Upskilling roundtable: Supporting diverse, accessible approaches to workforce development
by Becky Lattof, on 5/21/21 7:45 AM
Today’s workforce is changing – in how we recruit talent, retain talent and build structures to support the development of talent. To learn more about these shifts, we reached out to some experts in the upskilling space for a roundtable discussion.
In this episode, Dr. Julie Keane and Mike Washburn are joined by Don Fraser Jr., Tiffany Delgado and Carol Carter to talk about diversity, equity, inclusion and accessibility in upskilling and the role Communities of Practice can play in workforce development.
About the guests
Don Fraser Jr.
Don Fraser Jr. is the Chief Program Officer at Education Design Lab, where he disrupts education and tests new ideas that support the shift from institution to learner-centric models. Fraser spoke about this shift and the role of industry-university partnerships at the 2019 Education Symposium.
Tiffany Delgado joins us from Innovate+Educate, a non-profit founded to create a skills-based paradigm shift for working and learning. Innovate+Educate’s many projects include Close It, a tech summit engaging thought partners and industry leaders in understanding the shift in competency-based learning and employment ecosystems.
Carol Carter is the founder and CEO of GlobaMindED, closing the equity gap by creating a capable, diverse talent pipeline with programs, content and courses for students from the least-resourced backgrounds. The organization offers monthly equity sessions for different domains and is currently hosting its virtual annual conference.
Expanding the ecosystem of workforce development
All of our guests agree that diversity, equity and inclusion are at the heart of successful workforce development, and existing hierarchies don’t provide equitable access or promote lifelong learning. All three of their organizations collaborate with employers and education experts to impact the workforce development ecosystem, making learning more easily attainable, navigable and marketable to employers.
Education Design Lab leads learner-centered design challenges to address equity and skill gaps, leading to transformative models of learning and unique partnerships. It aims to catalyze a movement to skills-based hiring with scalable solutions managing many projects and initiatives, such as the BRIDGES design challenge to support the economic agility of rural learners and drive growth in their communities. The Lab also helps learning providers and employers develop machine-readable micro-credentialing to help employers build and discover talent.
Innovate+Educate built a first-of-its-kind online resource hub for New York State with competency-based training, assessments and other resources to support workforce development. Other projects include a soft-skills assessment, a platform matching candidates to appropriate training, a program to set and work toward career goals, and events to provide access to competency-based hiring opportunities.
GlobalMindED offers Teen Tech, an event helping girls, minorities, and underserved population students pursue STEM and to grow a more diverse and innovative STEM workforce. The organization also collaborates with campuses to provide practical training for a successful transition to college, academic persistence, networking, workplace readiness, and mentorship from first generation student leaders.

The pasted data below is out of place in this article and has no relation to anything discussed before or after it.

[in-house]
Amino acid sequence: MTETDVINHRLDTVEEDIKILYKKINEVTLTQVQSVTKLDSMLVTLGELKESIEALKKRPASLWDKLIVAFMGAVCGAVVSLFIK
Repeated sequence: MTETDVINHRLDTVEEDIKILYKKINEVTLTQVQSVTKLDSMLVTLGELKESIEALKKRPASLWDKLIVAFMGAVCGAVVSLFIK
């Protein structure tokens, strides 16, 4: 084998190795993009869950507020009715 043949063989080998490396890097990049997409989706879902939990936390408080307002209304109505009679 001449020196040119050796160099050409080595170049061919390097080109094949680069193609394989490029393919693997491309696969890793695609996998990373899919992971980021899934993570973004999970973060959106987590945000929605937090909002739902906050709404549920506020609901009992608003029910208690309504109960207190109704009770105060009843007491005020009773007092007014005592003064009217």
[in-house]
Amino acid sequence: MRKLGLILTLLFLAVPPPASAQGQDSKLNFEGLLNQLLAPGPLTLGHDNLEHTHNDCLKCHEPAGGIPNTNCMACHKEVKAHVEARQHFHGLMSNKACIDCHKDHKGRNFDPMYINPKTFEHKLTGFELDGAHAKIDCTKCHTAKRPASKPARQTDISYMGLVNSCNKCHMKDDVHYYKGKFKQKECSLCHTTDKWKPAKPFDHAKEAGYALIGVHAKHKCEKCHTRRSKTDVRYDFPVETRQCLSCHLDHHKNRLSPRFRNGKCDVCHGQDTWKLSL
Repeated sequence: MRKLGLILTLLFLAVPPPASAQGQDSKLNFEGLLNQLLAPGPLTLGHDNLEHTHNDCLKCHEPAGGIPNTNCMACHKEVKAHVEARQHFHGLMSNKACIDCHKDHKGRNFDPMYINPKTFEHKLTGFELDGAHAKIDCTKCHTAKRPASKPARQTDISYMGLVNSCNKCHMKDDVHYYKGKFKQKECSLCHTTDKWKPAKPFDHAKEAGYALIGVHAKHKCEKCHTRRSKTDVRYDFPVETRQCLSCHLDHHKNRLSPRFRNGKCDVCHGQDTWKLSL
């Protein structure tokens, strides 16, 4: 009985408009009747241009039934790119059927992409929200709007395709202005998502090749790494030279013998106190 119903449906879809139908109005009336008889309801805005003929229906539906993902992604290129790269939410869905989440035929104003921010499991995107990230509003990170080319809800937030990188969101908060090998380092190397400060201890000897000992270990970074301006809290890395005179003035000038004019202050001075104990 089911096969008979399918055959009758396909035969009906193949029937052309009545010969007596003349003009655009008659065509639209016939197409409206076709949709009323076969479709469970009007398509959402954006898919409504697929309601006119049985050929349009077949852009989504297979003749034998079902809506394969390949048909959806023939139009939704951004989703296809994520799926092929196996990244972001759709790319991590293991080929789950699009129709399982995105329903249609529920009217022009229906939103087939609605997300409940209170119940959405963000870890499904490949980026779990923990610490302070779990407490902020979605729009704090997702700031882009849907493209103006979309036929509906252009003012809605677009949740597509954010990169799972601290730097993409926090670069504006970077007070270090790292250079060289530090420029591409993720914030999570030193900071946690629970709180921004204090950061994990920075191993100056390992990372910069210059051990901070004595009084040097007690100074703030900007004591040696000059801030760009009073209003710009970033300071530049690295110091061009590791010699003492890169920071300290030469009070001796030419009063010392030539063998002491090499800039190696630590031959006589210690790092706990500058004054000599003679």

“The future of work is diverse, inclusive, just and equitable," said Carter.
A critical shift needed for investment in learning
Carter says that COVID-19 showed that the billions of dollars corporations have invested in diversity, equity and inclusion haven’t quite made a difference. She suggests that it will take a multi-pronged approach to improve structures in higher ed, healthcare, the technology industry and within foundations.
Fraser suggests a change in strategy: rather than focus on what the market needs, we must tune into what learners need. A common thread between Education Design Lab, Innovate+Educate and GlobalMindED is the involvement and voice of those who have not normally had access to resources and learning via traditional hierarchies to form the shift to new systems that serve their learning needs better. Fraser says that the government needs to invest in and reorganize community colleges since they have great potential for upskilling, equity, and employer connections.
“This isn’t just a U.S. problem. The systems we have aren’t honoring the skills people have. Covid has spawned innovation and agency,” says Fraser. “I love the notion of Communities of Practice because they take it to a place of doing, bringing the right people into those conversations.”
He believes being uncomfortable, outside of traditional silos, is the way to create the change that is so greatly needed. Delgado shares that by outlining goals and outcomes for their ideation hubs, Innovate+Educate has brought together people from interesting sectors, and that Participate has been a great partnership.
Communities of Practice allow for people across regions to contribute in their own time. They bring more ideas and unique perspectives to the table, which is the kind of problem-solving power needed to improve our traditional learning systems and transition to a more equitable way of learning and gaining access to the workforce.